Mar 21, 2011

a really, really good Story

I had a great breakfast this morning with one of my sons. We went to Eli's Kitchen for breakfast - one of our favorite places to get some dad/son time in. They serve a cheap, greasy omelet and a heck of a piece of toast - but we didn't go there for the hometown food. It's "our place" to key into the choices he has in front of him and the consequences of each.

We spent some time talking about the power of those decisions... and how life is about more than decisions. It's primarily about the core thing you live in, for that alone will determine not only what happens next but how you relate to God in the midst of it.
  • Some conclude He doesn't exist and turn their backs on Him. 
  • Others believe that you should "believe," and that's good enough. 
  • Many hold to the idea that you have to outweigh your bad decisions with good decisions, or else God won't let you into heaven
  • Then there is the epic journey concept - that we are taking part in His Story and by His grace get to interact with Him in ways that make us grow and add to what He's up to.

I shared this morning that I will love him no matter what path he chooses. Likewise, I gave him some direction on how each has its easy and tough points. Using a model I've come to appreciate from my friend Chris Folmsbee via Barefoot Ministries, we spoke about how what we start with determines the rest.

Simply put:
  • If your core priority is behavior, you will be more concerned with what you (and others) do than who you (and others) are becoming.
    • The appeal? It's easy to change your behavior and feel like you've accomplished something.
  • If your core priority is your way of life, you will be more concerned with maintaining a standard of living (including how it appears to others, such as your finances, relational or spiritual life) than in making sacrificial changes that leads you to someplace more authentic.
    • The appeal? By keeping your life looking a certain way, you will continue to feel you've conquered your past or are "winning" against your peers.
  • If your core priority is your identity, then whatever you think you are will forever determine how you view anything else - such as "Well, I was born with this temperament/orientation/etc and have no choice but to give into it."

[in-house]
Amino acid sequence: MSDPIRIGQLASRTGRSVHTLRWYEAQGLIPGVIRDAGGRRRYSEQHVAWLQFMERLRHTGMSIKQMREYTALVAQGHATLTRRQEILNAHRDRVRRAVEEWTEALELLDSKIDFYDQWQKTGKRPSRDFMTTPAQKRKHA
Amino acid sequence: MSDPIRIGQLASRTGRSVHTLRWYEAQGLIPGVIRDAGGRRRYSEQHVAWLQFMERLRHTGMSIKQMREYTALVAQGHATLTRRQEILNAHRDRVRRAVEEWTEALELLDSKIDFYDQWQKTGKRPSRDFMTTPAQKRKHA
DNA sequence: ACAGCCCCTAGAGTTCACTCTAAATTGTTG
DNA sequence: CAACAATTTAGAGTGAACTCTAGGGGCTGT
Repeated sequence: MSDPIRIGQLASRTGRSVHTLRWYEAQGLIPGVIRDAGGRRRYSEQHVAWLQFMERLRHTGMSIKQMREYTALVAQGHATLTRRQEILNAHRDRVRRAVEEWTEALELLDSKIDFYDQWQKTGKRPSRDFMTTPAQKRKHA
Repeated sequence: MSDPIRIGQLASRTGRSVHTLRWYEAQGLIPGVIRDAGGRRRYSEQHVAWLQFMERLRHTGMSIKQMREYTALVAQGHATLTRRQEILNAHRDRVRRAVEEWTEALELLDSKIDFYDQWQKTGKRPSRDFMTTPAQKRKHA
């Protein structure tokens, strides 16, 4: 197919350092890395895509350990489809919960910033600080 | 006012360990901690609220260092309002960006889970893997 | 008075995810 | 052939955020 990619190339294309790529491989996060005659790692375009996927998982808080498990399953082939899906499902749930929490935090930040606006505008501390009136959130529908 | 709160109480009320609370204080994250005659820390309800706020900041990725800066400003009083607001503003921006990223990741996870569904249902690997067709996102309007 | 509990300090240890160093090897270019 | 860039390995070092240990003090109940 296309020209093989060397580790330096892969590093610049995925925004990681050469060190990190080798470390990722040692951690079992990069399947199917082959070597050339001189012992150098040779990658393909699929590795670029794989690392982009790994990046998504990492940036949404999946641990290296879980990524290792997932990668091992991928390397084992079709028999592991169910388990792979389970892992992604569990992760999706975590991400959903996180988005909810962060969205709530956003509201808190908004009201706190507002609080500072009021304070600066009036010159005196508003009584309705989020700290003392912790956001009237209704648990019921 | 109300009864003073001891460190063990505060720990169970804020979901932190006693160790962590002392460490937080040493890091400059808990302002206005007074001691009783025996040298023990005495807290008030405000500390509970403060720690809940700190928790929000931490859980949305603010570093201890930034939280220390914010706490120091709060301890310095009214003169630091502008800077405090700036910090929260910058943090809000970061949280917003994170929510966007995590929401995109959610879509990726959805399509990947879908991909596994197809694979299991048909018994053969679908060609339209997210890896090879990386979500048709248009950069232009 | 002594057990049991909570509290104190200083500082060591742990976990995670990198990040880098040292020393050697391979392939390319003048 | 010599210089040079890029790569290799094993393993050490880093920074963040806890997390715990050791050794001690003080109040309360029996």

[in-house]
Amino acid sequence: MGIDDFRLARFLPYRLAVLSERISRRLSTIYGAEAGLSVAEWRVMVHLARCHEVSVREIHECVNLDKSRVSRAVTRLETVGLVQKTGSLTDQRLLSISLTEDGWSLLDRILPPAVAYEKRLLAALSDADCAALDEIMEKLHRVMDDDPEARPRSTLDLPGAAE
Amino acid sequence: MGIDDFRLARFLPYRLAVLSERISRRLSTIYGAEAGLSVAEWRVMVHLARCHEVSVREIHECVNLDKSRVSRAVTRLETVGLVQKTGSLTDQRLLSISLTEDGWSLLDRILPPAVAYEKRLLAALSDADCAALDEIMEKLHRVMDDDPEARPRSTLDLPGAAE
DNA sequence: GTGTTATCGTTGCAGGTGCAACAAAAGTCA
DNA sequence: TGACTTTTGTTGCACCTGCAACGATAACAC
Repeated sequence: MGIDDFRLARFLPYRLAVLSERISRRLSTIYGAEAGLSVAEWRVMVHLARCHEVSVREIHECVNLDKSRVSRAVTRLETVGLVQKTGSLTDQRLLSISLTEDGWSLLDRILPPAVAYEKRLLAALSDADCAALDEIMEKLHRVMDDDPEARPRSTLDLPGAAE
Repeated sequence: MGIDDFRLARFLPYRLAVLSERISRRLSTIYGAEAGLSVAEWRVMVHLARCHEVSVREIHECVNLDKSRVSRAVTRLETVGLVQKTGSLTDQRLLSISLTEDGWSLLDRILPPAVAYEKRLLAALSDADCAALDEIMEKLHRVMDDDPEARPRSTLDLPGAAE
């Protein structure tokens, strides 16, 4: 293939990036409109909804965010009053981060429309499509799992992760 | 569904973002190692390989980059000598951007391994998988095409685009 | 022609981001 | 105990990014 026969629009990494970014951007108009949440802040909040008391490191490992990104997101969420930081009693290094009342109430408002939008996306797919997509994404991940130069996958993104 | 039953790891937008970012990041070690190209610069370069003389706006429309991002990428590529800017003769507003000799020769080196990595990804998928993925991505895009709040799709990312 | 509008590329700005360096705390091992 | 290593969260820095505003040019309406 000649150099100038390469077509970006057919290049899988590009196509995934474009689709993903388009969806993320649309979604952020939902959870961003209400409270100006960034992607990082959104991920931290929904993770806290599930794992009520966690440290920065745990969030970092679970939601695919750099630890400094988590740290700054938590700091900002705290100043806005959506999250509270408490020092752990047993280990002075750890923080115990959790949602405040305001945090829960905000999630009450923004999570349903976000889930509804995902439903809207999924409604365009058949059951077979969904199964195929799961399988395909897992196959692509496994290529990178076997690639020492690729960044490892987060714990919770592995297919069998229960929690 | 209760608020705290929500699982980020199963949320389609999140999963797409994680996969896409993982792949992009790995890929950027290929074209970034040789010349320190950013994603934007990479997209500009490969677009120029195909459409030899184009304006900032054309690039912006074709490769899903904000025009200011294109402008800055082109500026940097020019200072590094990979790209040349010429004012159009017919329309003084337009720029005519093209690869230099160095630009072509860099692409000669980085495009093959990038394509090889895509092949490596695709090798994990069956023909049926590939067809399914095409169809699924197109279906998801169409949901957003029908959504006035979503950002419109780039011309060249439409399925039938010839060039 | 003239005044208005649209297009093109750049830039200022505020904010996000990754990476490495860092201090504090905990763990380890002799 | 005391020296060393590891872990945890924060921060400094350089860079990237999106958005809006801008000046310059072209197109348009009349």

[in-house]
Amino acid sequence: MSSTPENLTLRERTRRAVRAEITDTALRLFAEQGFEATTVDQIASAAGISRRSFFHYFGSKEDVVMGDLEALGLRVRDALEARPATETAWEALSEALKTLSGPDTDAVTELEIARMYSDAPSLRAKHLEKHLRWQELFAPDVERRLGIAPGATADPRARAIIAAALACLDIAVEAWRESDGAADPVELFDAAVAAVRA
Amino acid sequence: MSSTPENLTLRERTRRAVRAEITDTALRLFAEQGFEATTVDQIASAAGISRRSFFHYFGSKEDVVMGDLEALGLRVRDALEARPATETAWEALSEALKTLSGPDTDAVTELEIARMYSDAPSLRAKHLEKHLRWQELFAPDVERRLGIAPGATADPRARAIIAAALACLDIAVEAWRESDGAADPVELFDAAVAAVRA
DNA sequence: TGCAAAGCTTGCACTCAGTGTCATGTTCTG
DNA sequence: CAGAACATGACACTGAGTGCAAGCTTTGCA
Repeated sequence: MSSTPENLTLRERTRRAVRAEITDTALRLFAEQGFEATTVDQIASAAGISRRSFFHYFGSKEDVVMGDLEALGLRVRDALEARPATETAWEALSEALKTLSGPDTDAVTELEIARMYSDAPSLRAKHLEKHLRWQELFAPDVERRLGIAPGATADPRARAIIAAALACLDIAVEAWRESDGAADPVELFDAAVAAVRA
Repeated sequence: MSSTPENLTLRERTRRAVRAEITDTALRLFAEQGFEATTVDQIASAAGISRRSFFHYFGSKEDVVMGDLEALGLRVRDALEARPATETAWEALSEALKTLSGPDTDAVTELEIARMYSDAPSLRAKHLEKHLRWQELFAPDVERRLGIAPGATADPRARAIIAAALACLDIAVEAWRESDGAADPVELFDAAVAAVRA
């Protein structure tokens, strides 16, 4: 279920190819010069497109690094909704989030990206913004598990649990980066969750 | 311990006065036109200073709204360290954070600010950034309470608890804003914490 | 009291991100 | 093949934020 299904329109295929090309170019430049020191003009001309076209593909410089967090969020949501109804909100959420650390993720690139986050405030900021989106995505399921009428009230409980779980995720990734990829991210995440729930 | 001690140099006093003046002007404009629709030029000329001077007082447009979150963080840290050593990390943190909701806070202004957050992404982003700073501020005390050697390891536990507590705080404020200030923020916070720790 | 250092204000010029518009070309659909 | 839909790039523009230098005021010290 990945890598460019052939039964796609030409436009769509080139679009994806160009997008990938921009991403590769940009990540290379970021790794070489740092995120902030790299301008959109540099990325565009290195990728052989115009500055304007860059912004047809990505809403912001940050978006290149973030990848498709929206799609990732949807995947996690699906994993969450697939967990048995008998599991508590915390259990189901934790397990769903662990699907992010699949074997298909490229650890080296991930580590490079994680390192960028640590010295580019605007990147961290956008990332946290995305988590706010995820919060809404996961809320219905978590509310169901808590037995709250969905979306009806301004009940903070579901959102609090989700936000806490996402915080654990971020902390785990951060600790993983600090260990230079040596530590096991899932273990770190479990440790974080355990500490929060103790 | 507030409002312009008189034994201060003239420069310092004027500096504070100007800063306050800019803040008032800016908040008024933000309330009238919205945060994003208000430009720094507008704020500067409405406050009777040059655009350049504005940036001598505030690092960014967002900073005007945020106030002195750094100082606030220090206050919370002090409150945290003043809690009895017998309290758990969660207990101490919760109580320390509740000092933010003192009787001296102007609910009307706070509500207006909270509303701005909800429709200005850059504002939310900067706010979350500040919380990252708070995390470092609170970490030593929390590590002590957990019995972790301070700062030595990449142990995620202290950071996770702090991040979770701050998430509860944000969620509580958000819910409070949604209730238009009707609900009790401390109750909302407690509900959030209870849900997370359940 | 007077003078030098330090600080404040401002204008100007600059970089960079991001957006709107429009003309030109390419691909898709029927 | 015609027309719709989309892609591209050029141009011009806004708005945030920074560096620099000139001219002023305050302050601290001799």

• The appeal? We live in a culture that makes its arguments by promoting diversity versus clarity.
  • If your core priority is your theology, you will become insecure when it is in question and angry at others who don't hold to it as you do.
    • The appeal? You can find a number of truths that will help you feel like you are as mature as their significance merely because you believe them.
  • If your core priority is God and His Story, you will become less able to be the star of your life and will be forced to put larger things into a better perspective.
    • The appeal?  We all know deep down that we are not actually the one who makes the final determination of things in this world, and joining into a relationship with God allows us to become the pen and Him to become the writer.
Again, whichever one you start with will inform the others... so if you are opting for something on the surface level, your roots won't truly be as deep as you think they are. However, if you start with the deepest place possible - your relationship with your Creator - then life isn't about what you can or can't do, but about your willingness to join into something bigger than you that happens to include you.

Somehow I managed to share this at a level my son could understand. So much so, in fact, that I watched a huge weight get lifted off his shoulders this morning. He even was eyeballing the small camouflage Bible that I carried, and I gave it to him.

When he walked in the door from school today, one of the first things he said was, "Dad, thanks for making time this morning to talk with me. It really helped me figure some things out, and I really feel a lot closer to God now because of it."

I know some parents believe we're not supposed to expose our kids to any options about faith, or wait until they bring it up. Unfortunately, silence creates beliefs, too - such as "That's really not important." Apathy isn't as sophisticated as it sounds.

I have to say there is something powerful about simply taking the time to create space for dialogue that wouldn't have happened otherwise. That after-school comment is worth the price of the greasy omelet I've since regretted scarfing down. He even commented an interest and a start in reading the Bible on his own.

This may simply be a good story. Then again, if it is it's only because of a really, really good Story.
    Then Jesus said to his disciples, “If anyone would come after me, he must deny himself and take up his cross and follow me. (Matthew 16:24)

1 comment:

The Momma said...

Excellent stuff Tony! Thanks once again for giving me an example on how to lead/teach my kids.